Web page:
As insurers prepare to file more premium increase requests for the next open enrollment season, a number of their most senior executives have been voicing reservations about the marketplaces and publicly considering dropping out altogether.
“Something has to give,” Larry Levitt, an ACA expert with Kaiser Family Foundation, told The Hill. “Either insurers will drop out or insurers will raise premiums.”
The news comes on the heels of a report from the Blue Cross Blue Shield Association that suggests new enrollees under the ACA have 22% higher medical costs than people who receive coverage from employers.
Another analysis from McKinsey & Company found that, perhaps due to those conditions, insurers lost money in the individual markets of 41 states in 2014 and were only profitable in 9 states.
While many analysts still believe premiums will stabilize as more young, healthy people are induced to purchase coverage, others are more doubtful. Some even say a total collapse of the market, in the form of a “death spiral,” is inevitable under current conditions.
Dr. Mandy Cohen, chief operating officer of the Centers for Medicare and Medicaid Services, told The Hill there is “absolutely not” a risk of such a collapse, pointing to the 5 million new customers who signed up for coverage last year.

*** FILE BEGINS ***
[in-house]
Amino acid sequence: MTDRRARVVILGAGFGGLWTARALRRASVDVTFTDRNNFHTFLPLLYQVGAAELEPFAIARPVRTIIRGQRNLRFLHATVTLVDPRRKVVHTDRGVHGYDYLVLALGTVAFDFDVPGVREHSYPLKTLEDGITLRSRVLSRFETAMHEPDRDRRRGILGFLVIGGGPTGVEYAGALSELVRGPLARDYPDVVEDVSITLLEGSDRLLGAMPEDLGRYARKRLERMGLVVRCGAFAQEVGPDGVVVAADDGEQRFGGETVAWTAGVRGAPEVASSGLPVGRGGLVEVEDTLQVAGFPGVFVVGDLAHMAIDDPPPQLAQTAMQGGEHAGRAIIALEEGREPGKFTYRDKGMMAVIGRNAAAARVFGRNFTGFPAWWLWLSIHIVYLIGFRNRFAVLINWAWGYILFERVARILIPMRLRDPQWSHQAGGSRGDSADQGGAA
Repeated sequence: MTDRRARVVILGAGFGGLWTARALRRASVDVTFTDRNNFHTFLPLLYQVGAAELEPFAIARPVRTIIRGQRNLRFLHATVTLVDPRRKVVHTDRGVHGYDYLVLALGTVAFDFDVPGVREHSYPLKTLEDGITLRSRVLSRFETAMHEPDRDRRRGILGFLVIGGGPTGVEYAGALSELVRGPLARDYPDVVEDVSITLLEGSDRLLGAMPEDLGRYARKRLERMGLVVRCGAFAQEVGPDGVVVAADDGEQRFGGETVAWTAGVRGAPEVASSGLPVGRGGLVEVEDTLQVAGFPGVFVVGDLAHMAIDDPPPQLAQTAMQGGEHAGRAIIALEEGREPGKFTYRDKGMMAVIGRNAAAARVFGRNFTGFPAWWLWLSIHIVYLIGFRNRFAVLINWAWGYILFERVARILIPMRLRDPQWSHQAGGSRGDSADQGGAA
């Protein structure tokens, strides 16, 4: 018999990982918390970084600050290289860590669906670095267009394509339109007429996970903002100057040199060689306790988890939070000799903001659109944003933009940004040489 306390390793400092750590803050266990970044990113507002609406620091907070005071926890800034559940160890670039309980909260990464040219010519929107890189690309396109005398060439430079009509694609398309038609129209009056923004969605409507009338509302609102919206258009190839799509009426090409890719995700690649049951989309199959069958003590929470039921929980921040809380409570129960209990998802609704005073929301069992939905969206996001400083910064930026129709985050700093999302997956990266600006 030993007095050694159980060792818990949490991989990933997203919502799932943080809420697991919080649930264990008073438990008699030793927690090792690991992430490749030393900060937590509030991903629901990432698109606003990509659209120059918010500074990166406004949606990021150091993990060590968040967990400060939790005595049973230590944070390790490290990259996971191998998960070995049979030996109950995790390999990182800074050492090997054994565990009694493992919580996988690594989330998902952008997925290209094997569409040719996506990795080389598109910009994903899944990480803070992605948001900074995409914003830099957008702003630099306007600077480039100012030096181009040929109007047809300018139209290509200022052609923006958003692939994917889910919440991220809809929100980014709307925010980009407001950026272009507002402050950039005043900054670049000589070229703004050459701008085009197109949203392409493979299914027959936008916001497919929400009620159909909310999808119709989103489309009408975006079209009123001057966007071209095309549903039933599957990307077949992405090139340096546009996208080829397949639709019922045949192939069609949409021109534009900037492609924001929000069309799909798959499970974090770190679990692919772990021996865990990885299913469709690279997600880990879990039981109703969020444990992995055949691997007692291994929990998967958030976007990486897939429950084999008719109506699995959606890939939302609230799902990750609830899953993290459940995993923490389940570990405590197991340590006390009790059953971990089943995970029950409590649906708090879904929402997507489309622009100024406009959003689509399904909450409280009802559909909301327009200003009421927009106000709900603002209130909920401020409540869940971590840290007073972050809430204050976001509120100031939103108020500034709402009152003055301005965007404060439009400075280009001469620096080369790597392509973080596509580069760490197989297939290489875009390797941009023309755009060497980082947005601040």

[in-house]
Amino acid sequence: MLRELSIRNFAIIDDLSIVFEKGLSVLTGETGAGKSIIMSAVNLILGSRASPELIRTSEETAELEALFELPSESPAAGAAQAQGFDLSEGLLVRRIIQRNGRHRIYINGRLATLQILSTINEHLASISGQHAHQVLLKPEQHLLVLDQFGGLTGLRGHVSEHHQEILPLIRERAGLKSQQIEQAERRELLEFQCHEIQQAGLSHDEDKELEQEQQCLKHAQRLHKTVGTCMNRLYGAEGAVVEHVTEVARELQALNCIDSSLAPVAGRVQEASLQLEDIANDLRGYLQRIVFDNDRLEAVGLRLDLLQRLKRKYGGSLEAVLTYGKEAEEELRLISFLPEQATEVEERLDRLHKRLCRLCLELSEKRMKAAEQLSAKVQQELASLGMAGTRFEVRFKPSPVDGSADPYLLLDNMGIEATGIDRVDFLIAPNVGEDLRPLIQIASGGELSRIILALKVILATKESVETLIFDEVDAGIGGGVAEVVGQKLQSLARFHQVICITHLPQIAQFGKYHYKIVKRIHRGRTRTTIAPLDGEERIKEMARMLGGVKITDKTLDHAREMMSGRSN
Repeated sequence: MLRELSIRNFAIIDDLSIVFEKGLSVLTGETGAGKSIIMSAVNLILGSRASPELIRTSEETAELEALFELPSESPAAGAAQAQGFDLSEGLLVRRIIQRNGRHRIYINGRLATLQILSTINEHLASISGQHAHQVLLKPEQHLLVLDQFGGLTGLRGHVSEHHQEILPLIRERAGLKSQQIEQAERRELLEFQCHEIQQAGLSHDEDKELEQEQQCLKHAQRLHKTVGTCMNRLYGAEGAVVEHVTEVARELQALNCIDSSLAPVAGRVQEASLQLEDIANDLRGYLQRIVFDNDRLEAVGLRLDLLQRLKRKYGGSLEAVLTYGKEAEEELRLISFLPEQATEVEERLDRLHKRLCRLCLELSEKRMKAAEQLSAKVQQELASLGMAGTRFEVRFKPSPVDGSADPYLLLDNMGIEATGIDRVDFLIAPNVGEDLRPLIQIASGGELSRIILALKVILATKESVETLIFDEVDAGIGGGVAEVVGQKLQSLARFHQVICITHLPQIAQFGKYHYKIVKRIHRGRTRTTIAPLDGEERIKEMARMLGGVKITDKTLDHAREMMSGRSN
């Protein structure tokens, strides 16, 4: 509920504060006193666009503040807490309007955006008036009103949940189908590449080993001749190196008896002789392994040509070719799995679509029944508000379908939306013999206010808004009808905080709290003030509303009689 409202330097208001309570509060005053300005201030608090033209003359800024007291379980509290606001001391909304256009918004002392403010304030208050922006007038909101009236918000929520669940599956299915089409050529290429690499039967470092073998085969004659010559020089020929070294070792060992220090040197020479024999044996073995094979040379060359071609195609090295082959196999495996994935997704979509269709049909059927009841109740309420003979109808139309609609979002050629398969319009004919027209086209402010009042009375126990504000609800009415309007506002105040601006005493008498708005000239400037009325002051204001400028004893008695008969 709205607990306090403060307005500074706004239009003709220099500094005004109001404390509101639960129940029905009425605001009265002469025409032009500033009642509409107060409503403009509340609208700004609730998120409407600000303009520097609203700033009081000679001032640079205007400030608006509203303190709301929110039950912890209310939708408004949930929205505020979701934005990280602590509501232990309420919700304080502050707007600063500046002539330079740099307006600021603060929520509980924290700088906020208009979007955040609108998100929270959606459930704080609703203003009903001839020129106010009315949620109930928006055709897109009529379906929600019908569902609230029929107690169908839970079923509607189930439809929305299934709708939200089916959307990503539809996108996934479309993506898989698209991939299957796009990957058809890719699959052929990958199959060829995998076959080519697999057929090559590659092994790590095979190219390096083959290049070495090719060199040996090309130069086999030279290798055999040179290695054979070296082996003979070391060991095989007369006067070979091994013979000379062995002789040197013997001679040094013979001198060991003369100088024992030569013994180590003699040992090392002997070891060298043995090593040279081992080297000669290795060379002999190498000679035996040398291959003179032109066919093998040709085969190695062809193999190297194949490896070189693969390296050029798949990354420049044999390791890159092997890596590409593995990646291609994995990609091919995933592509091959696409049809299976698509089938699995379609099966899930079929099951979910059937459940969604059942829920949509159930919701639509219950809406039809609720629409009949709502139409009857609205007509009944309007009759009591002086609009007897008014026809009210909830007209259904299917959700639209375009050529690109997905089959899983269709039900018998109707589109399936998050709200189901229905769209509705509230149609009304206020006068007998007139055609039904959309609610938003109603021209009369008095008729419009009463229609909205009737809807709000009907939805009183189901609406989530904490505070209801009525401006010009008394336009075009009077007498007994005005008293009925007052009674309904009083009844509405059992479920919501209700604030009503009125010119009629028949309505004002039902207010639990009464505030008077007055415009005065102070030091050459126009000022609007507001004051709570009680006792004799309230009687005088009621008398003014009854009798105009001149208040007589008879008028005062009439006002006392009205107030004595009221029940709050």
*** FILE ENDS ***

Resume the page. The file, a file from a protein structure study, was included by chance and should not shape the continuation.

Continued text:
Still, per capita costs for insurers have been spiking in many ACA marketplaces, said Michael Taggart, a consultant with S&P Dow Jones Indices, who said a death spiral is “a possibility,” though not a probability.
Meanwhile, insurance companies have made their position known publicly.
“We continue to have serious concerns about the sustainability of the public exchanges,” Mark Bertolini, chief executive with Aetna, said in February.
Bertolini is principally worried over the ongoing composition of the ACA risk pool, which has been sicker and more expensive than many anticipated. Aetna and other insurers have compensated by raising rates – sometimes in the double digits.
And as the industry prepares to file their proposed premiums for 2017, experts expect another round of high pricing.
“The industry is clearly setting the stage for bigger premium increases in 2017,” Levitt said.
For his part, Levitt does not anticipate a death spiral, but more of a “market correction.” Thanks to the law’s tax credits, the effects of rising premiums are blunted for many policyholders.
“There are just enough people enrolled at this point that the market is sustainable,” he said. “The premiums were just too low.”
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